Umm.. I think you're confusing the number of queens with the board size (N is the number of queens obviously). The problem gets harder as you increase the number of queens, but easier as you increase the board size. If you had to place 3 queens in a 4x4 board is easy in itself, but 3 queens on a 50x50 board is trivial. Of course this also has somewhat to do with how you're doing it (brute force, random trial-error, etc.)

[ Parent ]

Re: Uh, N Queens gets easier the bigger... (none / 0) (#31)
by skim123 on Fri Jun 09, 2000 at 08:49:05 PM EST

I don't think you understand the N-queens problem. In it you try to fit N queens on an NxN board, with no queens threatening one another.

Do a search on Google and you will find plenty of sites, explanations, and demos of the problem.

Money is in some respects like fire; it is a very excellent servant but a terrible master.
PT Barnum


[ Parent ]
Uhm. Spreading a virus to solve sc... (none / 0) (#16)
by Setar on Fri Jun 09, 2000 at 06:28:51 AM EST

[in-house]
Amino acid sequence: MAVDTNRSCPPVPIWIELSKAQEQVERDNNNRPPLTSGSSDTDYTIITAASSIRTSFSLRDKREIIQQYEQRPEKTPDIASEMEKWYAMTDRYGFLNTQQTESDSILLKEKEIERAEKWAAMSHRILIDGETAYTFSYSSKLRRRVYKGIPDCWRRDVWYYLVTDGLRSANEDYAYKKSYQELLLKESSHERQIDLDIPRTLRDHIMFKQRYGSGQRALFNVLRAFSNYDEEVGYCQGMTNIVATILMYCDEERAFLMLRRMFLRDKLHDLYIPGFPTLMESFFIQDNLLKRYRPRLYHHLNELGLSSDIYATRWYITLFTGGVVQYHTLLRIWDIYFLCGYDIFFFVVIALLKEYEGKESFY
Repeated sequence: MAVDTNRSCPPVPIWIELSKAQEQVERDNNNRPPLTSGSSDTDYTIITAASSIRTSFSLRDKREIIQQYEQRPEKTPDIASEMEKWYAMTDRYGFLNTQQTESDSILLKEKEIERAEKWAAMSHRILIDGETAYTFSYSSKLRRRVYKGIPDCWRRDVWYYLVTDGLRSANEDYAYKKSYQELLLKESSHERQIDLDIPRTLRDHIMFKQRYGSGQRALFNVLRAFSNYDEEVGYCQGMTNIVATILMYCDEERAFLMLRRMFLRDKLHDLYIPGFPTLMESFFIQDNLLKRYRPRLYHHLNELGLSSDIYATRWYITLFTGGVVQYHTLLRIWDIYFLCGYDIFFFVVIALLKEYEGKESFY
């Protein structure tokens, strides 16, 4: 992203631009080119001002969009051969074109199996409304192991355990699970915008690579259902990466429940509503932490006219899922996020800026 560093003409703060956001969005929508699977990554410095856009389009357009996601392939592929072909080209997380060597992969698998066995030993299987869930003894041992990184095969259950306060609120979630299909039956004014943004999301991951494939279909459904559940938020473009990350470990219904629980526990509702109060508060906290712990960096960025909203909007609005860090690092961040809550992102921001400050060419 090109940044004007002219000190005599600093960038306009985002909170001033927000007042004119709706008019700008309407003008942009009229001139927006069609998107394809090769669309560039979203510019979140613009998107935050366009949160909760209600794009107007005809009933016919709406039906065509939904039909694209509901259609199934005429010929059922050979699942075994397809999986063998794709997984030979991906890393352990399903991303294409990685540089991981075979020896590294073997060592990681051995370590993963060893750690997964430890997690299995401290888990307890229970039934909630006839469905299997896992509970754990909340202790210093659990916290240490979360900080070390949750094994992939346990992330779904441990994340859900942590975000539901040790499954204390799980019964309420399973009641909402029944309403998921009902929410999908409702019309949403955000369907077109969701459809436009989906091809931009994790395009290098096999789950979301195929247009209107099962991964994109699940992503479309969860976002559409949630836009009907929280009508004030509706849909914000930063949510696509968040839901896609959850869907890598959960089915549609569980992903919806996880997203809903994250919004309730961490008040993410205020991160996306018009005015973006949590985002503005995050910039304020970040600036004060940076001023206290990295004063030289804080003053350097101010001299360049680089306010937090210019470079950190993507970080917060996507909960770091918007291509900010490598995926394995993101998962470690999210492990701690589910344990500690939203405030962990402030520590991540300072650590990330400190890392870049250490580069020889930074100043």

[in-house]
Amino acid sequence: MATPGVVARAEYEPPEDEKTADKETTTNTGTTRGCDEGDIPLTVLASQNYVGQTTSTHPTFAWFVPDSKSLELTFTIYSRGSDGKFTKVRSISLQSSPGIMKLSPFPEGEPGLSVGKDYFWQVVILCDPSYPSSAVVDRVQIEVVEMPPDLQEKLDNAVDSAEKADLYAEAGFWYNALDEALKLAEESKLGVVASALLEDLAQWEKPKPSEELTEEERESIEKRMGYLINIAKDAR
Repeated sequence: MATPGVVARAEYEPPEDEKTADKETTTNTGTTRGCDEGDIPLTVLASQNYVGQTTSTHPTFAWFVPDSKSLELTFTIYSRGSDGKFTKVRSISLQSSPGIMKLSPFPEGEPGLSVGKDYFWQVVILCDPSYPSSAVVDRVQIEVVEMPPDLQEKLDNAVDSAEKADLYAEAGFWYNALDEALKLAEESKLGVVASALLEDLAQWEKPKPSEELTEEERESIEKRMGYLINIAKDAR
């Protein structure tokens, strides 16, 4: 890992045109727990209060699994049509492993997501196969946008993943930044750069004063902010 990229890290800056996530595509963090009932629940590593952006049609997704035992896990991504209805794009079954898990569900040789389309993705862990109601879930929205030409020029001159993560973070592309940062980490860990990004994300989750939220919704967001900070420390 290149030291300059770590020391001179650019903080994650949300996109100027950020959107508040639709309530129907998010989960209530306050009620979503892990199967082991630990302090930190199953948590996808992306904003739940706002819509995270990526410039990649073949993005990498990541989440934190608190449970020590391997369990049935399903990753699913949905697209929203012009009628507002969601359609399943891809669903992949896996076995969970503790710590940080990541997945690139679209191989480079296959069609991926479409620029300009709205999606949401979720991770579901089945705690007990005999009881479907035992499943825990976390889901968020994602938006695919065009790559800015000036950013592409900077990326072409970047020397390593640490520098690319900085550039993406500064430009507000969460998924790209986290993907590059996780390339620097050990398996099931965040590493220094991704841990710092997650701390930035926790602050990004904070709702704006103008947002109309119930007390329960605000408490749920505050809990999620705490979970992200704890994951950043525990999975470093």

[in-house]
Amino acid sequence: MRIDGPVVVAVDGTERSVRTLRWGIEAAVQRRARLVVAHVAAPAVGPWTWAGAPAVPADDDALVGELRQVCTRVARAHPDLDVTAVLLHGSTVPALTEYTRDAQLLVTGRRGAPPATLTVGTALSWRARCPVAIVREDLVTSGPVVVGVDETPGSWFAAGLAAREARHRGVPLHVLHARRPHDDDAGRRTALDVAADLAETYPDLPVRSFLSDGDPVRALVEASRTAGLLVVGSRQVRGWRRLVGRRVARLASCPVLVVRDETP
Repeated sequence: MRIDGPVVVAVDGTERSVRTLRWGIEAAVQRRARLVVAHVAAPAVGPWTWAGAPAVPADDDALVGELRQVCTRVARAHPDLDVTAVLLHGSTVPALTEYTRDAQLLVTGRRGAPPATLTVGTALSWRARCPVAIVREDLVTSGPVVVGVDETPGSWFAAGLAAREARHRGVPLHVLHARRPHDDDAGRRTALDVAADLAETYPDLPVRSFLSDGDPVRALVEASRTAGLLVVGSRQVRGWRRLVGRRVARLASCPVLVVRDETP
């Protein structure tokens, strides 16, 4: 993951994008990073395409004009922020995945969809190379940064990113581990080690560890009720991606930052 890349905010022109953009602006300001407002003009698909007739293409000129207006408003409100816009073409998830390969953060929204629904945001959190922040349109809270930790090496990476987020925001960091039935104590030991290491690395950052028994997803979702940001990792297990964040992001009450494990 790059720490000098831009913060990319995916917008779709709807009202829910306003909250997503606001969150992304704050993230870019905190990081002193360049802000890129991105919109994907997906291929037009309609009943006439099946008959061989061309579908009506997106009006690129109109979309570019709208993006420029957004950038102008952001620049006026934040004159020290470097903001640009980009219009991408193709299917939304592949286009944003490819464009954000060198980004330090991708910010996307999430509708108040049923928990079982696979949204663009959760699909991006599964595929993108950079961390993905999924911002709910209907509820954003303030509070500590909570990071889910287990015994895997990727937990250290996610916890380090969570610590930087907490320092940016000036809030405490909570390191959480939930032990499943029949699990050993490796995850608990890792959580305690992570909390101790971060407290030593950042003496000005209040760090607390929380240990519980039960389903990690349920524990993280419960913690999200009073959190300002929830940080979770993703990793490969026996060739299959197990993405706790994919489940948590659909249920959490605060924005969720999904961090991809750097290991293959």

Setar voted 1 on this story.

Uhm. Spreading a virus to solve scientific problems doesn't sound like a particularly bright idea to me. Got to admit I'd like to see a publication using data acquired in such a way, though ,-)

is this strictly a ddos attack? I t... (none / 0) (#21)
by new500 on Fri Jun 09, 2000 at 06:55:02 AM EST

new500 voted 0 on this story.

is this strictly a ddos attack? I think its a trojan. maybe witha different title.
== Idle Random Thoughts. Usual disclaimers apply. ==

Morally ambiguous doesn't begin to ... (none / 0) (#19)
by kieran on Fri Jun 09, 2000 at 07:35:08 AM EST

kieran voted 1 on this story.

Morally ambiguous doesn't begin to describe this. But can the end justify the means? Perhaps more importantly, does this password-grabbing worm herald a new wave of automated cracking? Could the contents of your machine one day end up indexed by a cracker's search engine to aid him in finding juicy titbits among all the detritus of hacked desktops?

You answered you own question. That... (3.00 / 1) (#2)